Dan Fidler

AWS Introduces Charges for Public IPv4 Use

Dan Fidler

4 min read


It seems there’s now another business case for deploying IPv6. Amazon Web Services (AWS) has announced that from 1 February 2024, they’ll charge USD 0.005, per IP, per hour for all public IPv4 addresses, whether they’re attached to an AWS service or not.

For an always-on service, that’s USD 43.80 yearly for each IP. Depending on market prices and resource requirements, Amazon BYOIP may be a better option (and is excluded from these charges). From early next year, running IPv4 via AWS will become an OpEx versus CapEx decision depending on your resource requirements. Considering how widely used the AWS platform is for users of all sizes, this will become an important factor for most AWS users but even the simplest maths will show that IPv6 will save operating expenses.

Understanding AWS’ public IPv4 address policy

Despite a long-standing and well-understood depletion of the pool of available IPv4 resources, public IPv4 addresses still play a major role in enabling communication over the Internet. Even with its similarities to the much more abundant IPv6, IPv4 has been increasingly commoditized over the years — AWS cited a 300% increase in cost for each public IPv4 address over the past five years.

Going forward, IPv4 ‘costs’ will not be ‘set and forget’ at AWS. The hourly rate for public IPv4 addresses associated with running instances is relatively straightforward (Table 1). However, it could result in unexpected costs if not carefully managed, especially where public IP addresses remain attached to resources that don’t have public access.

Public IP address type Current price/hour (USD) New price/hour (USD) from 1 February 2024

In-use public IPv4 address (including Amazon provided public IPv4 and Elastic IP) assigned to resources in your VPC, Amazon Global Accelerator, and AWS Site-to-Site VPN tunnel

No charge


Additional (secondary) Elastic IP Address on a running EC2 instance



Idle Elastic IP Address in account



Table 1 — AWS IP4 charging from 1 February 2023. Source.

Perhaps to mitigate these surprise charges, AWS has launched a new tool as part of their address manager called Public IP Insights.

AWS Public IP Insights

This tool appears to function as a dashboard that reports a detailed view of users’ public IPv4 address usage and their associated costs, and customers can assess which instances require public IP addresses and which ones can operate solely on private IP addresses.

AWS suggests that these new charges should accelerate the adoption of IPv6, and it’s hard to disagree with that. It’s also hard to imagine other ‘hypergiants’ not following suit with their own charges.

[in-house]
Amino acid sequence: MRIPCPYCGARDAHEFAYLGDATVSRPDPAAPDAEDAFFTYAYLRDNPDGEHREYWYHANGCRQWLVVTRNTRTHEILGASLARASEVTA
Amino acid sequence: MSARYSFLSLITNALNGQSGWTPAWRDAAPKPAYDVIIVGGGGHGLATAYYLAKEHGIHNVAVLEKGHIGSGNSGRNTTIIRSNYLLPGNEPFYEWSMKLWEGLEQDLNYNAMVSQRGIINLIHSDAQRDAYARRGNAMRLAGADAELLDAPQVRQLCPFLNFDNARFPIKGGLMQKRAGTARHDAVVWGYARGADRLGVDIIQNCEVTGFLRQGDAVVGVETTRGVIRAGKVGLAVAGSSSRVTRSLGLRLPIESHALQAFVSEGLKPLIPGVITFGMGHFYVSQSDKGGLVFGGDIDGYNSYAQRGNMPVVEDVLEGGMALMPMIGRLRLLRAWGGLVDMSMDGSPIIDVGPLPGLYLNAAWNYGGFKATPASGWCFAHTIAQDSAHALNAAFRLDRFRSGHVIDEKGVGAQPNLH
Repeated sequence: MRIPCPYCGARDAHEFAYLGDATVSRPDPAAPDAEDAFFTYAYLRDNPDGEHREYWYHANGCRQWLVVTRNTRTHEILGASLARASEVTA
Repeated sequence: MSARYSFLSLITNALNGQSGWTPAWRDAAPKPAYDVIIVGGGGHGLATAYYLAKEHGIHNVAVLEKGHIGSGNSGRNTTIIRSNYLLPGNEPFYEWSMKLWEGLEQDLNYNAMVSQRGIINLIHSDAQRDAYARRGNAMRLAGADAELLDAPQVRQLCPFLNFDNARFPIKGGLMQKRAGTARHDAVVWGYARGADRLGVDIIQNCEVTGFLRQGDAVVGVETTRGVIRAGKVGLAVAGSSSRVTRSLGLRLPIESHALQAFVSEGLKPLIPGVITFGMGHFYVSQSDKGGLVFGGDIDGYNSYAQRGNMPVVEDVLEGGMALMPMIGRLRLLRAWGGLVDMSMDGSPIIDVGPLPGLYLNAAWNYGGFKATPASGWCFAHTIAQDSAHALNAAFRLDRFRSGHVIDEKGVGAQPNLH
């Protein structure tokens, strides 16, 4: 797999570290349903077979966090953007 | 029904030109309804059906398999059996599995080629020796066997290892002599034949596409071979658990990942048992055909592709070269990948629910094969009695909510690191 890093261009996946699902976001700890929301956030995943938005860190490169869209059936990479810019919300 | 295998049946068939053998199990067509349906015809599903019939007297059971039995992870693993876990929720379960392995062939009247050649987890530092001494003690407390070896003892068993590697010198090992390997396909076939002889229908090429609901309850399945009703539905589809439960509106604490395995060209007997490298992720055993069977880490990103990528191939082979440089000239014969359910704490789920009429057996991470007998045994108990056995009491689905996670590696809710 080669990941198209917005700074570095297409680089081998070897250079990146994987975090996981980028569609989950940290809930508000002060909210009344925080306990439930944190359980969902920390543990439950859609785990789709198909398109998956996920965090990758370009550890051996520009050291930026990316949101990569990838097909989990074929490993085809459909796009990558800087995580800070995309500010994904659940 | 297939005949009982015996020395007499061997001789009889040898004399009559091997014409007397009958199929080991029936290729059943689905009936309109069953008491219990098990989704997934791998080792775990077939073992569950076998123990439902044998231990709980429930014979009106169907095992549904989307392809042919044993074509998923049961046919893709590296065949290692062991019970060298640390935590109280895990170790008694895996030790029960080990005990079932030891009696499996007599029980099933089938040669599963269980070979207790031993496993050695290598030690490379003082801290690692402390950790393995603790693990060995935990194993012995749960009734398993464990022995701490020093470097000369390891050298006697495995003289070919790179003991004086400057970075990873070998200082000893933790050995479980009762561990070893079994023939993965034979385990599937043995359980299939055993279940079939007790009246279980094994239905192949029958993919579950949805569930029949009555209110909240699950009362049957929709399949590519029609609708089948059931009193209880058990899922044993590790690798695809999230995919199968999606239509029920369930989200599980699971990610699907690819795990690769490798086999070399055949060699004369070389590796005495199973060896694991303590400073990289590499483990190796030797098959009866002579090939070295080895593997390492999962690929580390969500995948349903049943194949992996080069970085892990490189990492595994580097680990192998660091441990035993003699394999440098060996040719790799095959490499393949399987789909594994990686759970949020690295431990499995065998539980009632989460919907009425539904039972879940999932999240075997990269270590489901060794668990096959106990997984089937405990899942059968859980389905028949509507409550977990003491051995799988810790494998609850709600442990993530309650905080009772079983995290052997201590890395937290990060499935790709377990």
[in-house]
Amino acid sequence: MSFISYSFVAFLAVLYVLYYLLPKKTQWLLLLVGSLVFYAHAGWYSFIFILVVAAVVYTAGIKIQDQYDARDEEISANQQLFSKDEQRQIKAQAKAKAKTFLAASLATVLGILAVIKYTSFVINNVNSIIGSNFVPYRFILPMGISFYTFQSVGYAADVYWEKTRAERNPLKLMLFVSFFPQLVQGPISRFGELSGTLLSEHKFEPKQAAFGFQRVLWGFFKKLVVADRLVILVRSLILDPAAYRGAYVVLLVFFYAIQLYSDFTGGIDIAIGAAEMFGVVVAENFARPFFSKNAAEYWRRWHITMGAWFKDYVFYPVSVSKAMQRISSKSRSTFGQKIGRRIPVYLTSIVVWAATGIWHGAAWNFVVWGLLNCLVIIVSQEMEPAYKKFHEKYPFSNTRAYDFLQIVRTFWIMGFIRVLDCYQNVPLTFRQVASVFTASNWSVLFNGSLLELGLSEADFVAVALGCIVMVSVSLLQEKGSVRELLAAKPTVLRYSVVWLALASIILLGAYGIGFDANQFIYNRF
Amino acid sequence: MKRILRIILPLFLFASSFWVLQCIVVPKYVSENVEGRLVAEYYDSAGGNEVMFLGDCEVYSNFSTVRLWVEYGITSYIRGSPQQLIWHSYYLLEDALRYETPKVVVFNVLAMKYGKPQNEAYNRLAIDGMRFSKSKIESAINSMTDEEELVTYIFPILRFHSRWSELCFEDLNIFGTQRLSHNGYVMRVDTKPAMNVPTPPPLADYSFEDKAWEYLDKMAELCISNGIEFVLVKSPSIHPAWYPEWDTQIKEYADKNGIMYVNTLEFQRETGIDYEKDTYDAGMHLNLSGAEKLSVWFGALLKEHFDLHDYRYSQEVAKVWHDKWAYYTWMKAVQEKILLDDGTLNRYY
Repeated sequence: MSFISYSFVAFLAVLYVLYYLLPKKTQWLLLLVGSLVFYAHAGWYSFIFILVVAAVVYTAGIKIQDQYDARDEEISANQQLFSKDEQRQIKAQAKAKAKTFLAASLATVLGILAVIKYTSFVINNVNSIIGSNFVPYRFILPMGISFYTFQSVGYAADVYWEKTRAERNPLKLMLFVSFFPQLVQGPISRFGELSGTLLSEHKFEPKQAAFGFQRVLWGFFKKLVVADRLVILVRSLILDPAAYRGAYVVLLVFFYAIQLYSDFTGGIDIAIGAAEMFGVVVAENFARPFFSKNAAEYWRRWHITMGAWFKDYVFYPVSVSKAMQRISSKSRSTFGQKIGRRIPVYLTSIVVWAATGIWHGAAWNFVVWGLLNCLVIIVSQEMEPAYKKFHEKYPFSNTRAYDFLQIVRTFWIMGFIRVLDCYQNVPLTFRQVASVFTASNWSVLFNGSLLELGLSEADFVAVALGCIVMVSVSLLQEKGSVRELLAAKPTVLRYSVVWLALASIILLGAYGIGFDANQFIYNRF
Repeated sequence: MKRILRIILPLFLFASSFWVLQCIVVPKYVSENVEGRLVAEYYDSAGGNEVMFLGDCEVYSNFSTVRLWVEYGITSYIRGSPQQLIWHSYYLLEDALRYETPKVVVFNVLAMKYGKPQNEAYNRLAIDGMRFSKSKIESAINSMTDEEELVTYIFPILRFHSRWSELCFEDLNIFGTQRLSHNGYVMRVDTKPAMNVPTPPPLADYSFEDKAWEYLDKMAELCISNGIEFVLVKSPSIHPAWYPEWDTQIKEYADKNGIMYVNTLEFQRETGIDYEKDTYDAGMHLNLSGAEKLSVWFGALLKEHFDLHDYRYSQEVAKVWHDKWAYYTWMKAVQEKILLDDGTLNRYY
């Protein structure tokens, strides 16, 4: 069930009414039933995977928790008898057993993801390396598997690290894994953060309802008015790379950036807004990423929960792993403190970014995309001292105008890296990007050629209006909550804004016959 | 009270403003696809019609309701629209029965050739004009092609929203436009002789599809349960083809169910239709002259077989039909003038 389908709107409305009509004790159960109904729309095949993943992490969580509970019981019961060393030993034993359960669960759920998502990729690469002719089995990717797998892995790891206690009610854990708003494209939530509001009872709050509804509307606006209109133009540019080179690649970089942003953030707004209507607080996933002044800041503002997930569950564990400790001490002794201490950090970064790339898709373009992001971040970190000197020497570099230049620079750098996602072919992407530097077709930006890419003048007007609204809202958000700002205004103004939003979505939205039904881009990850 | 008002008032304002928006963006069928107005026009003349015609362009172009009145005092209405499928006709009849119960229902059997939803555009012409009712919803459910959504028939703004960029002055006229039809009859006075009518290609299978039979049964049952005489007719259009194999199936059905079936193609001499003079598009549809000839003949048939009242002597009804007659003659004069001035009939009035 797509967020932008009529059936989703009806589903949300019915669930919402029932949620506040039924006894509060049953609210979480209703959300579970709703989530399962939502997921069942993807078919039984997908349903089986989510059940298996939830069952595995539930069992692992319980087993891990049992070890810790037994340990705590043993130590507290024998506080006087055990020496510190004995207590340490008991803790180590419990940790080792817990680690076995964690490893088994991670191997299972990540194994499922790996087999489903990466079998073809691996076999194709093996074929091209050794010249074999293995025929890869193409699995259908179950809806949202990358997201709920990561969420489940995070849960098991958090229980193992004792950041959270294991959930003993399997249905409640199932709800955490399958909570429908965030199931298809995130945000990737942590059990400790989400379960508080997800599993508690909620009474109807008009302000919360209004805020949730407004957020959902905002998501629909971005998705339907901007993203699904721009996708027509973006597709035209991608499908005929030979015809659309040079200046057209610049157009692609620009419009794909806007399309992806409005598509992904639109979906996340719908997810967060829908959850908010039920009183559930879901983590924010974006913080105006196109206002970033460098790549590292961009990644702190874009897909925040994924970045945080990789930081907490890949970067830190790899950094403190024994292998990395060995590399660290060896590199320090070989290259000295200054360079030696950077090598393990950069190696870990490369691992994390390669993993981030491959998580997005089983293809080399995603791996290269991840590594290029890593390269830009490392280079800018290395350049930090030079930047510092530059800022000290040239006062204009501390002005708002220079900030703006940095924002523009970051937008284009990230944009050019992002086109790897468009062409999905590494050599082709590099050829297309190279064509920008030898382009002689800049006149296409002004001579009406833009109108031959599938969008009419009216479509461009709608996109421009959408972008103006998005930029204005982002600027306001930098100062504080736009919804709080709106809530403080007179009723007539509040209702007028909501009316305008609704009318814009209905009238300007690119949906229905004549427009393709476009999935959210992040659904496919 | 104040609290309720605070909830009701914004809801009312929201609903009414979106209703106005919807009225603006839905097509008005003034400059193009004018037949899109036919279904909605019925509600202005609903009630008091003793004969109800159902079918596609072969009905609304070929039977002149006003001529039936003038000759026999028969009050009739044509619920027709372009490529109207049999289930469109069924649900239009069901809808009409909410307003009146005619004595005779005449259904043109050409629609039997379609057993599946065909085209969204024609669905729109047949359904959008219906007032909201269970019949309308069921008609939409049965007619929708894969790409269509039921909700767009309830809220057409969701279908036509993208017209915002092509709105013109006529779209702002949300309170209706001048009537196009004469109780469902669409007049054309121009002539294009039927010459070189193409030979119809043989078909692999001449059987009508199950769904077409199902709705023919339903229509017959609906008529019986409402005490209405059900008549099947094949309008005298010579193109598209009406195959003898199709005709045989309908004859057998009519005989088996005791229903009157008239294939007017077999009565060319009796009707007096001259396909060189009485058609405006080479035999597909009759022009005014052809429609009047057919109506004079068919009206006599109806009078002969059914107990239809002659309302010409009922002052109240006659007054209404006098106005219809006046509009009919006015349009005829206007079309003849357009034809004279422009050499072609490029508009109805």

Towards IPv6 only

For advocates of IPv6 adoption, this may be seen as another necessary step along the path to an IPv6-only Internet and follows an earlier call to action from the US National Security Agency (NSA), packaged as advice for operating dual-stack and new IPv6 networks.

In February 2023, the NSA released a comprehensive IPv6 Transition Guidance document. The document’s goals were clearly stated — to encourage the adoption of IPv6 across government agencies and the private sector.

This can all be interpreted optimistically.

The forthcoming AWS charges, the potential for other providers to follow suit, and the NSA guidance are all urging organizations to embrace IPv6 deployment securely. They all highlight the abundance of the IPv6 address space, its improved routing efficiency, reduced need for Network Address Translation and its associated costs, and future-proofing address scale.

And, after all, the main promise of IPv6 is that with its 128-bit address format, IPv6 provides approximately 3.4×1038 unique IP addresses. It’s a value so large that it’s hard to comprehend except perhaps in these terms — it’s large enough that every conceivable device and entity will be able to have its own unique public IP address, immediately nullifying any IPv4 charges from cloud providers.

This article was originally published over on the APNIC blog.


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About the author

Digital Editor and Content Developer at APNIC.

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